Functional Order: Fi-Se-Ni-Te
Laura has fierce opinions about who she is, but also high personal standards. She refuses to let herself complain too much, nor her sister Grace to do so either, when confronted with hardship. When a teacher mistreats both of them due to Nellie’s mean gossip, Laura becomes defiant and insists on “rocking” her sister’s desk as punishment all through class, with such force and determination, no one else can pay attention to their lessons. She often has secret internal thoughts that are “wicked,” for which she feels no remorse… at first. Laura can be spoiled and willful as a child, jealous of her sister’s pretty blue ribbons and blonde curls, but as she grows up, she becomes more ethical in her decision to work hard to send Mary to school. She loves to be doing things. Laura would rather walk on the prairie than ride in the wagon. She begs Pa to take her along whenever he goes places. She feels excited to go to new places, and feels some of his “wanderlust.” Once, she expresses to him that she wishes they could “move on,” because it feels too settled at home. Laura’s tendency to live in the moment sometimes gets her into trouble, such as the time she almost drowns in a flooding creek because she wanted to walk across the plank, or when she gets leeches on her legs because she waded out too deep in the pond. She feels excitement rather than dread whenever Almanzo is breaking in a new horse, and becomes adept at leaping into the buggy. Laura feels a “thrill” when he hands her the reins and she feels the horses and their power through them. As a child, she coaxes her sister Mary into rolling down the haystack with her, reducing it into a misshapen mess that her father must stack again the next day. Faced with a wildfire, Laura leaps into action, snatching up a gunny sack and beating out the flames. She has flits of Ni now and again, insights like her Pa – she too knows that the Long, Long Winter will be long and terrible, though no one told her as much. She can just “feel” it coming. She can be rude and brisk under stress or when she’s upset, such as the numerous times she tells off Nellie at school (pointing out how poor Nellie’s family are now, what a shame they live in a shanty, etc). She can be rather tactless, bluntly telling Almanzo not to come for her anymore, since she doesn’t want a beau. Laura tends to act on her feelings, such as when, annoyed by Nellie’s presence on her buggy ride, she chooses to scare her half to death by spooking the horses into a run.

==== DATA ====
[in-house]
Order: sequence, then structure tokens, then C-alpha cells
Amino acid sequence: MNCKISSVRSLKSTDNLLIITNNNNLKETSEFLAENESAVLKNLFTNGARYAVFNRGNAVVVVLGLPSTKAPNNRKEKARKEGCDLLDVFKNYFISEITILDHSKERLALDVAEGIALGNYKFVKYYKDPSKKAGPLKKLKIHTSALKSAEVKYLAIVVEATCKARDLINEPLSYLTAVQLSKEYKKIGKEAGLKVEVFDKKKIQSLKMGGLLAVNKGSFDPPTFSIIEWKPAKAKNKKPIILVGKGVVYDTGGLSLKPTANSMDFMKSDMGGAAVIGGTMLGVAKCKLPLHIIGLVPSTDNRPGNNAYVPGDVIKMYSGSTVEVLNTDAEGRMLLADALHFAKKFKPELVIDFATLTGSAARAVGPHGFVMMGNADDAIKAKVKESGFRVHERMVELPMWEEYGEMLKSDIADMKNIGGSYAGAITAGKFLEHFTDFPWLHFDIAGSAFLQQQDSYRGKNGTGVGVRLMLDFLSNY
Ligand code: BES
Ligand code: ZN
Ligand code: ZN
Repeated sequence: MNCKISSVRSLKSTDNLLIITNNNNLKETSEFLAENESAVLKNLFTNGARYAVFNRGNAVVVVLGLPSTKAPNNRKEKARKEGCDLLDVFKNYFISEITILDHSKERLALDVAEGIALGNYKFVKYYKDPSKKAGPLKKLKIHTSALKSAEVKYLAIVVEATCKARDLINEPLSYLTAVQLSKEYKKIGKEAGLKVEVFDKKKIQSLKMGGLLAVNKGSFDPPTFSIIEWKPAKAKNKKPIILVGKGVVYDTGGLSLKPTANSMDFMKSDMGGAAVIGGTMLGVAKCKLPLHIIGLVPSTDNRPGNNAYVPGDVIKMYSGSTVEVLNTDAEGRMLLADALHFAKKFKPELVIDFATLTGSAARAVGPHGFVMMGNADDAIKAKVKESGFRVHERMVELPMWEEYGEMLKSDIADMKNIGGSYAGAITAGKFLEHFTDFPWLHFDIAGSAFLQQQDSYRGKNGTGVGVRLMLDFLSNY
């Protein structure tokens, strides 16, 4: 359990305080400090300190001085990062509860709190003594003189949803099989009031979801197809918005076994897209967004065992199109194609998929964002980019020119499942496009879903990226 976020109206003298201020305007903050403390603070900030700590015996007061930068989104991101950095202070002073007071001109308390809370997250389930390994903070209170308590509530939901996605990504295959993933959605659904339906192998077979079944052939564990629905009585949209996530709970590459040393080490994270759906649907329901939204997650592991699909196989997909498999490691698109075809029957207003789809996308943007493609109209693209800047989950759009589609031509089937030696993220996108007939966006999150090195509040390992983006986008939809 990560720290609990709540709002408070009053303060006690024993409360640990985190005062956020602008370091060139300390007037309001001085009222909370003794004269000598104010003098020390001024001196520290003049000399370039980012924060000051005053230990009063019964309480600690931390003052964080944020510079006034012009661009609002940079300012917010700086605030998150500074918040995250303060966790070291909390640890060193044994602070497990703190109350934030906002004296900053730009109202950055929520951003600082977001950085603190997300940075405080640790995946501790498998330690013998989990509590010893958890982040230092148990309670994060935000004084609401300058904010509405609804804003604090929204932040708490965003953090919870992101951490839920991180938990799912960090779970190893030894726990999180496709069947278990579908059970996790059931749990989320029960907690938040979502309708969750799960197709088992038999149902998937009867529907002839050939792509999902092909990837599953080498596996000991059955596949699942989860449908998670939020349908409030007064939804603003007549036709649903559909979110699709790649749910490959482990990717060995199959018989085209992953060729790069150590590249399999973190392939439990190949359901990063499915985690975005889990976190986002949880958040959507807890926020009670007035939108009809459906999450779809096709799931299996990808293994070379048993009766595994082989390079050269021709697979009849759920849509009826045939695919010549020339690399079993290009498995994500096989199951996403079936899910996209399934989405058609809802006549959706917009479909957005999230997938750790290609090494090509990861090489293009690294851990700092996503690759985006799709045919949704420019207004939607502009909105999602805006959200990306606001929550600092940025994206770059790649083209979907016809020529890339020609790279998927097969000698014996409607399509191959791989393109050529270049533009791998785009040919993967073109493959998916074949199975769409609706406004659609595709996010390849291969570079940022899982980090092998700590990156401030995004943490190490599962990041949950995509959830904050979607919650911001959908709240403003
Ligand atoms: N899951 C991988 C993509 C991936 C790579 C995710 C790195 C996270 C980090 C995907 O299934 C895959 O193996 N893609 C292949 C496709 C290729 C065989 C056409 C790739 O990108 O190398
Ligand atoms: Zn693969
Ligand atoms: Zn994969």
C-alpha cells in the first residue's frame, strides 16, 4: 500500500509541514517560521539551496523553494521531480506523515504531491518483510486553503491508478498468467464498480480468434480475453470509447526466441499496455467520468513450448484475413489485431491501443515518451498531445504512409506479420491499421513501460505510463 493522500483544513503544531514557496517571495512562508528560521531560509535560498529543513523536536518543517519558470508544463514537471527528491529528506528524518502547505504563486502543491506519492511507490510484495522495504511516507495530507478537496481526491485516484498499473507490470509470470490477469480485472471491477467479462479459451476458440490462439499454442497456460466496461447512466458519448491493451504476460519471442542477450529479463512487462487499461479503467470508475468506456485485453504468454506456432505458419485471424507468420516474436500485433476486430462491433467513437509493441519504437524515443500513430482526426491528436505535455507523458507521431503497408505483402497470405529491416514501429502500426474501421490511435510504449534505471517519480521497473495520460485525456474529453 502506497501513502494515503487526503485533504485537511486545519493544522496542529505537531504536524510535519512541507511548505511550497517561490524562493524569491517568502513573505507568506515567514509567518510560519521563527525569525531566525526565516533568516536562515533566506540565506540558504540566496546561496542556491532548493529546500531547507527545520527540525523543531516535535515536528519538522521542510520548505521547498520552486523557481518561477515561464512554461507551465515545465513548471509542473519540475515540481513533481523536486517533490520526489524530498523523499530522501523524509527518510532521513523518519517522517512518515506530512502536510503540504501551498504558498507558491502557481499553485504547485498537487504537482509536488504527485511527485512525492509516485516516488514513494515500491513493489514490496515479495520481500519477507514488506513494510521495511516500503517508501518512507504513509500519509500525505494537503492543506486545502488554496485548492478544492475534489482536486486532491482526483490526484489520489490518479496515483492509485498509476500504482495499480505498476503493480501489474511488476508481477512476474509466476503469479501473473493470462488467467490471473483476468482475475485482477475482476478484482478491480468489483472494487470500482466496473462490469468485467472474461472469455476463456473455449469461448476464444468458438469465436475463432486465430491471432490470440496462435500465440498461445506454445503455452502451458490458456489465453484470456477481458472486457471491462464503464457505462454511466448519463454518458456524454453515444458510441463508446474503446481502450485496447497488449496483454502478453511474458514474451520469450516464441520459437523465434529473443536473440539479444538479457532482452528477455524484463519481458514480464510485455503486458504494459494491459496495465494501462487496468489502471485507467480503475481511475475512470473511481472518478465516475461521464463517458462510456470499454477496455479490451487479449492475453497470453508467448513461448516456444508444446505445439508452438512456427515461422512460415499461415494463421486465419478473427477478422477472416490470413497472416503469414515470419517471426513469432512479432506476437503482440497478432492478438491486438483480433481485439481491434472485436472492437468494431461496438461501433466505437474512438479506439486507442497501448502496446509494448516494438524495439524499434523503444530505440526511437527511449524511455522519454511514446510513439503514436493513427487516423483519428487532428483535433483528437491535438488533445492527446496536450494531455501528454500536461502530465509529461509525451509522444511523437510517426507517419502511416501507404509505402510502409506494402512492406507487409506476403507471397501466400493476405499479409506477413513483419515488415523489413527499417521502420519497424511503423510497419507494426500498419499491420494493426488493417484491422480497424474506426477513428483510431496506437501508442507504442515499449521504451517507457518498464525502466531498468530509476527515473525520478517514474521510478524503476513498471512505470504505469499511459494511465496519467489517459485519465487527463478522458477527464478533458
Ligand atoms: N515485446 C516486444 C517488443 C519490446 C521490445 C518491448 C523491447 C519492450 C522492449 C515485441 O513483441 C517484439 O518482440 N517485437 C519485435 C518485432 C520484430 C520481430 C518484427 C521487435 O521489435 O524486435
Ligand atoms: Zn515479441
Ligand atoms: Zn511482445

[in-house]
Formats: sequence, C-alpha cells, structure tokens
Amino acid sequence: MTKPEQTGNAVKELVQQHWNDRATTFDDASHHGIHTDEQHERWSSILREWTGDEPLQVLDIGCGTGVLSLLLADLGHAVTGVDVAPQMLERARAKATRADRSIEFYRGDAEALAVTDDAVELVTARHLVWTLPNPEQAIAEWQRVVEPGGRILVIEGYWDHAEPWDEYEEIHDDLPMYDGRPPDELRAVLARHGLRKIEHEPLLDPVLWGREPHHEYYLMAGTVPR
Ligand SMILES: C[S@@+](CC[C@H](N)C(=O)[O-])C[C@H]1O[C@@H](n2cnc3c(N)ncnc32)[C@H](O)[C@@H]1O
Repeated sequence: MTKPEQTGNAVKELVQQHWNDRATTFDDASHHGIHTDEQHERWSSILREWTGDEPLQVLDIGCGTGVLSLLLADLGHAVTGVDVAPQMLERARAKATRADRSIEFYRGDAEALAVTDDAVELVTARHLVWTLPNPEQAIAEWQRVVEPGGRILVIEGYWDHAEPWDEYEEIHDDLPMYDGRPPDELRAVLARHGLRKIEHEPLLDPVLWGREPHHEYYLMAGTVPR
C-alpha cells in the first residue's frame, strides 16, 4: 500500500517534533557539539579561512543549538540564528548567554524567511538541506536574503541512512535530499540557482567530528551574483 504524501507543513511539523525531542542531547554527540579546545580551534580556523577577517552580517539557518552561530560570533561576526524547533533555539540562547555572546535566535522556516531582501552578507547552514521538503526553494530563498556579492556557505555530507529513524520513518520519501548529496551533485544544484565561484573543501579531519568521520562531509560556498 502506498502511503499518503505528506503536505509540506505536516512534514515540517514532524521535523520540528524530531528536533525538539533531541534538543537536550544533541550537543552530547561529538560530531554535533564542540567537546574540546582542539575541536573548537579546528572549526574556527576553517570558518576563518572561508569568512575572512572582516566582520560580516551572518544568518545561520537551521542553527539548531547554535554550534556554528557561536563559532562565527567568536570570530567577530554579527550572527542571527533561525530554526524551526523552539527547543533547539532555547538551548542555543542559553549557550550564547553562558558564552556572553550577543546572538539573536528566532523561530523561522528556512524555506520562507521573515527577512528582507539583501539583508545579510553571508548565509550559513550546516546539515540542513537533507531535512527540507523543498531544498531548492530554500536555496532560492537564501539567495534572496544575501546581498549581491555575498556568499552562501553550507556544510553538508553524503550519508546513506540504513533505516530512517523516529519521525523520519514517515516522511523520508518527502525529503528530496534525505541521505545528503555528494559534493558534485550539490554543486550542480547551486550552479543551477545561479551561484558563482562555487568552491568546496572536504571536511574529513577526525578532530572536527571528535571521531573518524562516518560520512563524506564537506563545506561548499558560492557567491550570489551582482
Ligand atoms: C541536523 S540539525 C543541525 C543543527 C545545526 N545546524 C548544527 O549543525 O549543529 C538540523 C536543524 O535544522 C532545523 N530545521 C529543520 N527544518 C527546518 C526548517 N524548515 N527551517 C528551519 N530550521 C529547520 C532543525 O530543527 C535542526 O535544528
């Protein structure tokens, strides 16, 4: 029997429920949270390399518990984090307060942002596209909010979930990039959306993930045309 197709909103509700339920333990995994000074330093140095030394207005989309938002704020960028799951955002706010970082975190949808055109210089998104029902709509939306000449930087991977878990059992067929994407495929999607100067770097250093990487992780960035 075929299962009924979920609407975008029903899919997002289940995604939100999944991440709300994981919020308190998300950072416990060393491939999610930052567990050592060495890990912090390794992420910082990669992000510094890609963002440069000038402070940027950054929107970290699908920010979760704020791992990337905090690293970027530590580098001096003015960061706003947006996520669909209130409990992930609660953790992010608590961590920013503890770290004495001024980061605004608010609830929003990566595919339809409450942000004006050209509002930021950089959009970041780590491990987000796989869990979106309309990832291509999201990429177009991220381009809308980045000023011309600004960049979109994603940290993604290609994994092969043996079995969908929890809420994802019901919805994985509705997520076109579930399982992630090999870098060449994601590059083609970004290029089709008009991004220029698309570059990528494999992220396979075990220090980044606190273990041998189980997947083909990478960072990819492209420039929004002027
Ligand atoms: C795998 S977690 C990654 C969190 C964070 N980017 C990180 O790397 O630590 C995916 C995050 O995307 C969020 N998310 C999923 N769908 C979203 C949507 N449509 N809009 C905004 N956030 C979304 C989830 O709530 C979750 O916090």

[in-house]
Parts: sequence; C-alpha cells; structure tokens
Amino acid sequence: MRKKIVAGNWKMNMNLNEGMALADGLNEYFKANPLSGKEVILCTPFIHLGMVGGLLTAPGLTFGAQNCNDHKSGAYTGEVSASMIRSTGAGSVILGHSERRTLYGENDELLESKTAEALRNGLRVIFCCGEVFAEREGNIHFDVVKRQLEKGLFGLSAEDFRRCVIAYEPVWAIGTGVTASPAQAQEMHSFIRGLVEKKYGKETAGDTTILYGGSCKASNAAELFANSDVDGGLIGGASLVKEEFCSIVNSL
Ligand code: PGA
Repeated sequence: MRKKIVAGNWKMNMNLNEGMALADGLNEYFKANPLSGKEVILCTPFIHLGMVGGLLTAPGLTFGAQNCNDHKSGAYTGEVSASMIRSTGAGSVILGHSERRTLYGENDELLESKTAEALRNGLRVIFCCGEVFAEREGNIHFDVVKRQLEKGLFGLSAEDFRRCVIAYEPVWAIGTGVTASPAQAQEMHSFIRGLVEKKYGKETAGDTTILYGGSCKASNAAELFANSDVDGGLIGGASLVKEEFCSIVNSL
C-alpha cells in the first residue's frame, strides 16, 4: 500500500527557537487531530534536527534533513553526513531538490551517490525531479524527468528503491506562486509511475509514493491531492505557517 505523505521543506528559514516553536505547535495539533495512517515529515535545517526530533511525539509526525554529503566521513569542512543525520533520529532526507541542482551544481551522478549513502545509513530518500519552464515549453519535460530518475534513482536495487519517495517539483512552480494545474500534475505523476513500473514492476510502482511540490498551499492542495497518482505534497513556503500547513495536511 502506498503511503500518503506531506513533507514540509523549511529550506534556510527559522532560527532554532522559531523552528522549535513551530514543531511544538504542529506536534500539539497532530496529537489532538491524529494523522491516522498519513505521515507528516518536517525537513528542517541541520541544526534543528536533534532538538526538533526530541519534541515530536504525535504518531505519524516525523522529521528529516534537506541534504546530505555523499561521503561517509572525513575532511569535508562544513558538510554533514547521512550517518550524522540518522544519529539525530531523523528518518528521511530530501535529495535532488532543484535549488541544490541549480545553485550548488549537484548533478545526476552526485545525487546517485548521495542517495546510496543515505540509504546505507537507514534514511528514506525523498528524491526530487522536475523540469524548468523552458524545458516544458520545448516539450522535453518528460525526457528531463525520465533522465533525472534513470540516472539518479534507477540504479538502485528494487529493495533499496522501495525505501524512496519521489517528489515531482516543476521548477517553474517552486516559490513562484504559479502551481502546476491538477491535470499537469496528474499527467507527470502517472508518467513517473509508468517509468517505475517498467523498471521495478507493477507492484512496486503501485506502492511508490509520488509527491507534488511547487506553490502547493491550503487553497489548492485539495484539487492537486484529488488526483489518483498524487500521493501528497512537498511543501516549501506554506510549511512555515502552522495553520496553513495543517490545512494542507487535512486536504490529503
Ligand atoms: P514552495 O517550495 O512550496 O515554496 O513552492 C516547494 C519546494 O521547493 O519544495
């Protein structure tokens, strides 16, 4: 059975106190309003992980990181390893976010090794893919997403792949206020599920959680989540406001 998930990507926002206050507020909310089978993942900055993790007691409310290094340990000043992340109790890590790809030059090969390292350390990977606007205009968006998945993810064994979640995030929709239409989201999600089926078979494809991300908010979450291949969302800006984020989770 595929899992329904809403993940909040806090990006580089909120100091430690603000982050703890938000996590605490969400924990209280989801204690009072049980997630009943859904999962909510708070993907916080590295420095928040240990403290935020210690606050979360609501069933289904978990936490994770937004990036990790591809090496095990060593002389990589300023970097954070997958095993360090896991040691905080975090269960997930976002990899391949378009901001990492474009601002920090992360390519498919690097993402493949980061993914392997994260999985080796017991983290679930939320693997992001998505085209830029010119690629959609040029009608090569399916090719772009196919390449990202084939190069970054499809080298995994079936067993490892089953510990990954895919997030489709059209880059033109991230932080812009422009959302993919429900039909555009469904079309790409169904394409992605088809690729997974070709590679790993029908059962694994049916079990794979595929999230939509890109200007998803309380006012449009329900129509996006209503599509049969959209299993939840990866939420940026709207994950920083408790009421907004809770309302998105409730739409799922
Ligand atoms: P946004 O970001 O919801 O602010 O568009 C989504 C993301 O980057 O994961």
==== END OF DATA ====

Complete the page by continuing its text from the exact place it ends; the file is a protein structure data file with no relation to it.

Enneagram: cp6w7 so/sp
Laura admits numerous times throughout the novels that she was afraid, but chose to do something anyway. She’s afraid to leave home, but does it for Mary’s sake. She’s afraid of the fire, but runs to beat it out. She’s afraid of a woman standing over her husband with a knife, but still she stays there and teaches school. She’s afraid to teach, but does that, too. Laura throws herself headlong into life, but can also be reliant on her family, cautious, and unsure of what she wants. She thought she didn’t want Almonzo as a suitor only to change her mind later. She has a feeling that they ought to put Jack in the wagon, before they almost lose him in a rushing river (Pa should have listened to her). She also has an adventurous spirit, a wicked tongue, and a bit of naughtiness in her, although at her core, Laura is all about her family. She sacrifices herself for them regularly, putting all her earnings toward Mary and her education, because she feels beholden to do her part.